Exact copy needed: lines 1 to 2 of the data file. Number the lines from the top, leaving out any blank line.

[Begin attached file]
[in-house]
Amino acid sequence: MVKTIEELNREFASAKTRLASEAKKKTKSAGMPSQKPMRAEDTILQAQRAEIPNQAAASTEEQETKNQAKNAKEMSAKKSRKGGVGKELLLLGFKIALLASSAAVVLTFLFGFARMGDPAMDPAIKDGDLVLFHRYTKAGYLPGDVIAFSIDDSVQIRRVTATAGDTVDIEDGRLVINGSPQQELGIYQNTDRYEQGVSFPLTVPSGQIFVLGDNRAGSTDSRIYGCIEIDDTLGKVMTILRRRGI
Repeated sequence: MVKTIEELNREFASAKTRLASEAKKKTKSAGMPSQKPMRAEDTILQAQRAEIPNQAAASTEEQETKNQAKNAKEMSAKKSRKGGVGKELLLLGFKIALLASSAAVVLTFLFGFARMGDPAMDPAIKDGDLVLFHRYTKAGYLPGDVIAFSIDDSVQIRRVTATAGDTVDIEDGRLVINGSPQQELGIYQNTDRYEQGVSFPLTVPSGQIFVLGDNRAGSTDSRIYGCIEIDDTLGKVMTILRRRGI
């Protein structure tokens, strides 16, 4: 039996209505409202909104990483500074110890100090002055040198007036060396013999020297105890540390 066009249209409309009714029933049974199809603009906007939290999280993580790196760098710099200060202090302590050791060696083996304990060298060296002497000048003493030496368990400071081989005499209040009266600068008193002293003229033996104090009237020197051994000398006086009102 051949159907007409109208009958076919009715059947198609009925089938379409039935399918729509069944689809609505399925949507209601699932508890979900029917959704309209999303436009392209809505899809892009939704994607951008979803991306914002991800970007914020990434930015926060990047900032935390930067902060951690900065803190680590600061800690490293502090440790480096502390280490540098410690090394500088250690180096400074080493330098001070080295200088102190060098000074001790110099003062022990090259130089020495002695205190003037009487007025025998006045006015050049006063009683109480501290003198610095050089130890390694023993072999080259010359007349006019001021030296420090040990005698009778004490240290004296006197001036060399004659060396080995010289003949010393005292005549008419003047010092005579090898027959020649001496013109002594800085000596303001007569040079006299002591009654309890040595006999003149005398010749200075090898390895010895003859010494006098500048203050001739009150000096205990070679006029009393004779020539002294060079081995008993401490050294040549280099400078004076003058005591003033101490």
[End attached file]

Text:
[in-house]
Amino acid sequence: MVKTIEELNREFASAKTRLASEAKKKTKSAGMPSQKPMRAEDTILQAQRAEIPNQAAASTEEQETKNQAKNAKEMSAKKSRKGGVGKELLLLGFKIALLASSAAVVLTFLFGFARMGDPAMDPAIKDGDLVLFHRYTKAGYLPGDVIAFSIDDSVQIRRVTATAGDTVDIEDGRLVINGSPQQELGIYQNTDRYEQGVSFPLTVPSGQIFVLGDNRAGSTDSRIYGCIEIDDTLGKVMTILRRRGI